- Sep 26 Admissions Fall Sampler
- Sep 26 Inventory: New Paintings by Lisa Bergh and Andrew Nordin Opening Reception
- Oct 5 Chopin Society presents pianist Lukáš Vondráček
- Oct 9 International Roundtable
- Oct 10 Family Fest Weekend
- Oct 10 International Roundtable
- Oct 18 International Archaeology Day: "'Monuments Men (and Women):' Cultural Property in Conflict Today"
- Oct 23 Fall Break
- Oct 24 Fall Break
- Oct 29 Macalester New Music Series: Music from Copland House
Jasper Peet-Martel ’14 (Seattle) got interested in soccer at a young age. A defender on the men’s soccer team during his first two years at Macalester, Peet-Martel has a professed love for the game. But after completing his senior capstone, his support for the World Cup, anyway, has been put into doubt.
While studying abroad in Cordoba, Argentina, last spring, political science major Peet-Martel observed some of his Brazilian classmates reacting to riots against the World Cup in Brazil. In fact, a few even led their own protests in Argentina. This opened Peet-Martel’s eyes to the negative consequences of development surrounding soccer’s premier international tournament.
In his thesis, “Deceptive Development and Democratization: Stadium Construction and Securitization in the Fédération Internationale de Football Association (FIFA) World Cup Host Countries of South Africa and Brazil,” Peet-Martel explored issues such as population displacement and unsafe labor conditions, both of which have resulted from FIFA’s monopoly on the World Cup. “I looked at the favelas (slums), which are very close to wealthy areas and stadiums,” Peet-Martel said. “What they do is pacify the residents. So they’ve gone with thousands of troops into these favelas and occupied them and really changed the environment . . . it’s not all good, and there’s a lot of bad that hinders the people’s access to better lives.”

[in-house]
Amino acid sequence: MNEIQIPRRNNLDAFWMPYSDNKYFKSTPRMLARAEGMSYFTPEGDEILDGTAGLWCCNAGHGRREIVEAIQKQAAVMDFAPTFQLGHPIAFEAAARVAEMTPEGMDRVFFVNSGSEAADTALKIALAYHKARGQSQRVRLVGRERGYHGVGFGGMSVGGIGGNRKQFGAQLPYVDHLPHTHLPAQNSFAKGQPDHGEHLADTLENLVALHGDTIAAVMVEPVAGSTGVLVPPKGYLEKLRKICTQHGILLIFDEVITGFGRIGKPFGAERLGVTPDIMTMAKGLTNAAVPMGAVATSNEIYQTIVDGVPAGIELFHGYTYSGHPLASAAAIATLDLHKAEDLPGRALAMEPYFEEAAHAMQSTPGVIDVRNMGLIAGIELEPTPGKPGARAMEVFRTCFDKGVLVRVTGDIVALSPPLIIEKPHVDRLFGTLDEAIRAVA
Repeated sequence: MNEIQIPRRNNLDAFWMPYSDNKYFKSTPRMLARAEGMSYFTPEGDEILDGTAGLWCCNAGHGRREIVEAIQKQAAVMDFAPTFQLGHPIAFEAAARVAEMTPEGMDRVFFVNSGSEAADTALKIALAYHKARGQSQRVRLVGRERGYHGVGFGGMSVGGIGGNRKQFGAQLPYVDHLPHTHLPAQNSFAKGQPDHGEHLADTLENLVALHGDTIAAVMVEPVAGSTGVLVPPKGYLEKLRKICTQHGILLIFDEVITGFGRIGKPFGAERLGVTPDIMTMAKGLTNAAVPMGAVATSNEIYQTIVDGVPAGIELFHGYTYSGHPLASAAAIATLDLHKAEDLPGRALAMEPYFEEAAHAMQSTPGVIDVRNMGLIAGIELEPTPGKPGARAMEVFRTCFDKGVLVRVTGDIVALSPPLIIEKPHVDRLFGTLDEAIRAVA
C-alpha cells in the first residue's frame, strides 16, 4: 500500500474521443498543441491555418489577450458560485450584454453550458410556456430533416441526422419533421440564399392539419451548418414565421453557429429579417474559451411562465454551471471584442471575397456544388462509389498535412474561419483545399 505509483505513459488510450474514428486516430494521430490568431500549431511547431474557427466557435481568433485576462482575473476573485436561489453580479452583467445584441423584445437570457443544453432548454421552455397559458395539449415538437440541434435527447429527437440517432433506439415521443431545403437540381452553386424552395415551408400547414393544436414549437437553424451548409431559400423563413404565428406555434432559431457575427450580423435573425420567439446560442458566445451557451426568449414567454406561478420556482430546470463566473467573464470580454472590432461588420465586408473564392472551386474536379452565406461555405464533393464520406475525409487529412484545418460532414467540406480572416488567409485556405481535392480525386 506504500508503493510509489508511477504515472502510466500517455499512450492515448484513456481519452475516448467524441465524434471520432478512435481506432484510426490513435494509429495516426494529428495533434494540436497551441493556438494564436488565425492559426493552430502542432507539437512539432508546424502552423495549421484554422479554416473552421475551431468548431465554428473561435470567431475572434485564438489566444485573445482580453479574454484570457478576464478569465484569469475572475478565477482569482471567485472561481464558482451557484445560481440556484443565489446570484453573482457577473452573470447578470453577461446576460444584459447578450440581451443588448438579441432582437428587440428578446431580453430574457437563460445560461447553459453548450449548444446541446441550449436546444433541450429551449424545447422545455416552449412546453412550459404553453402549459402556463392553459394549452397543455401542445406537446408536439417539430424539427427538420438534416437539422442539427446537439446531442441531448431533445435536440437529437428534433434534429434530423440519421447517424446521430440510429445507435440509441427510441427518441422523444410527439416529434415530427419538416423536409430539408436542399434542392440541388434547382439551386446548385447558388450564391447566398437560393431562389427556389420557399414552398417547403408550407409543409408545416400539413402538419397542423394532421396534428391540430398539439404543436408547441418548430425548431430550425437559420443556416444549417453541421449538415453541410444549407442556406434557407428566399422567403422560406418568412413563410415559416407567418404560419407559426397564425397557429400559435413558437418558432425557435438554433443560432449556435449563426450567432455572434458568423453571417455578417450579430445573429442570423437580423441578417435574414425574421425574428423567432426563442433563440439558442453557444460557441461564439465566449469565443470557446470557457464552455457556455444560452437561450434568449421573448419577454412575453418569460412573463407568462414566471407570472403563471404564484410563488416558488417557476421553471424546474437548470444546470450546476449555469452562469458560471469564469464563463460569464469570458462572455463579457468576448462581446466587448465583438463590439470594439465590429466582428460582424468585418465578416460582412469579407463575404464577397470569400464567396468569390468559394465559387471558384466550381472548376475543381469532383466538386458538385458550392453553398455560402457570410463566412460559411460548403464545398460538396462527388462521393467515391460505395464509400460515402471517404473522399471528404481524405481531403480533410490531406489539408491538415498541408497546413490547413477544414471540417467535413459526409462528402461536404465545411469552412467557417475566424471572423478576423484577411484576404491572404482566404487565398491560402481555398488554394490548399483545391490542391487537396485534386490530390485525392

The human rights abuses that Peet-Martel uncovered are having consequences for both this year’s World Cup as well as for future tournaments. FIFA is even considering moving the Qatar games (scheduled for 2022) because of a Reuters report that claimed roughly 4,000 people would die during stadium construction, Peet-Martel says.
Since writing his capstone last semester, Peet-Martel has presented his findings at the University of Notre Dame’s Human Development Conference and had his paper accepted for publication in the Spring 2014 issue of Columbia University’s Journal of Politics and Society. Peet-Martel credited his adviser, political science professor Paul Dosh, for pushing him to seek out these additional opportunities.
After Mac, Peet-Martel is looking forward to attending graduate school and pursuing a career in human rights or international development. He is currently interning with Minneapolis-based Advocates for Human Rights as an Immigrant Rights Monitor.
Peet-Martel’s research provides a dose of skepticism to the promises that mega-sports event organizers make to communities, says Dosh. “We see proponents of the new Vikings or Twins stadiums making wild claims that state economic support of these projects will be repaid through tax revenue and boosts to economic development, but there’s no research showing that those claims are verified,” Dosh says. “Jasper has shown that these promises prove similarly hollow in South Africa and Brazil.”
“I always used to want to go to the World Cup,” Peet-Martel says. “Now, I see it a bit differently. It’s more complicated.”